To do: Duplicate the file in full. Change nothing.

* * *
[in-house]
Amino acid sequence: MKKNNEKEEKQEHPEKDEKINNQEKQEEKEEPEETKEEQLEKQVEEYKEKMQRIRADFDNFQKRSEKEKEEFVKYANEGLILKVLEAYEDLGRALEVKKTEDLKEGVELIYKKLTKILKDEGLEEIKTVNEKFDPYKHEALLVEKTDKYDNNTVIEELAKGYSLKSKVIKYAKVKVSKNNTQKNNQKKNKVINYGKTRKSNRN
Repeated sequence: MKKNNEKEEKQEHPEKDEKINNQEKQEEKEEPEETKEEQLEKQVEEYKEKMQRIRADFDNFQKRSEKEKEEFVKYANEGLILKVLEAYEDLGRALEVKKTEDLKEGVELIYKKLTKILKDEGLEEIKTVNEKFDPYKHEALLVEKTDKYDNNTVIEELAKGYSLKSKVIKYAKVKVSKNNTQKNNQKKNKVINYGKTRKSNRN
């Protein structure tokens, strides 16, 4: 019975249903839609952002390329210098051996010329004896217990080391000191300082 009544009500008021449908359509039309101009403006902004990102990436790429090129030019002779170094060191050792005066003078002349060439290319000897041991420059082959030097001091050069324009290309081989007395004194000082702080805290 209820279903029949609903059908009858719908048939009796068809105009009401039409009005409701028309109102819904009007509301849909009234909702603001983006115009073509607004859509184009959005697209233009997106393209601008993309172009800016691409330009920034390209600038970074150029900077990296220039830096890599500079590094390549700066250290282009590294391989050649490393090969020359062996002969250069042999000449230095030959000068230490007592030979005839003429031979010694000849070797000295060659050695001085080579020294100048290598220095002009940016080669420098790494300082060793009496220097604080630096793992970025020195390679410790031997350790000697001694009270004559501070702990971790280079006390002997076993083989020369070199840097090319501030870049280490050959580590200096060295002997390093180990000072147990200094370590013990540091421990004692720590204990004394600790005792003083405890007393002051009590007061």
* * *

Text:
[in-house]
Amino acid sequence: MKKNNEKEEKQEHPEKDEKINNQEKQEEKEEPEETKEEQLEKQVEEYKEKMQRIRADFDNFQKRSEKEKEEFVKYANEGLILKVLEAYEDLGRALEVKKTEDLKEGVELIYKKLTKILKDEGLEEIKTVNEKFDPYKHEALLVEKTDKYDNNTVIEELAKGYSLKSKVIKYAKVKVSKNNTQKNNQKKNKVINYGKTRKSNRN
Repeated sequence: MKKNNEKEEKQEHPEKDEKINNQEKQEEKEEPEETKEEQLEKQVEEYKEKMQRIRADFDNFQKRSEKEKEEFVKYANEGLILKVLEAYEDLGRALEVKKTEDLKEGVELIYKKLTKILKDEGLEEIKTVNEKFDPYKHEALLVEKTDKYDNNTVIEELAKGYSLKSKVIKYAKVKVSKNNTQKNNQKKNKVINYGKTRKSNRN
């Protein structure tokens, strides 16, 4: 019975249903839609952002390329210098051996010329004896217990080391000191300082 009544009500008021449908359509039309101009403006902004990102990436790429090129030019002779170094060191050792005066003078002349060439290319000897041991420059082959030097001091050069324009290309081989007395004194000082702080805290 209820279903029949609903059908009858719908048939009796068809105009009401039409009005409701028309109102819904009007509301849909009234909702603001983006115009073509607004859509184009959005697209233009997106393209601008993309172009800016691409330009920034390209600038970074150029900077990296220039830096890599500079590094390549700066250290282009590294391989050649490393090969020359062996002969250069042999000449230095030959000068230490007592030979005839003429031979010694000849070797000295060659050695001085080579020294100048290598220095002009940016080669420098790494300082060793009496220097604080630096793992970025020195390679410790031997350790000697001694009270004559501070702990971790280079006390002997076993083989020369070199840097090319501030870049280490050959580590200096060295002997390093180990000072147990200094370590013990540091421990004692720590204990004394600790005792003083405890007393002051009590007061």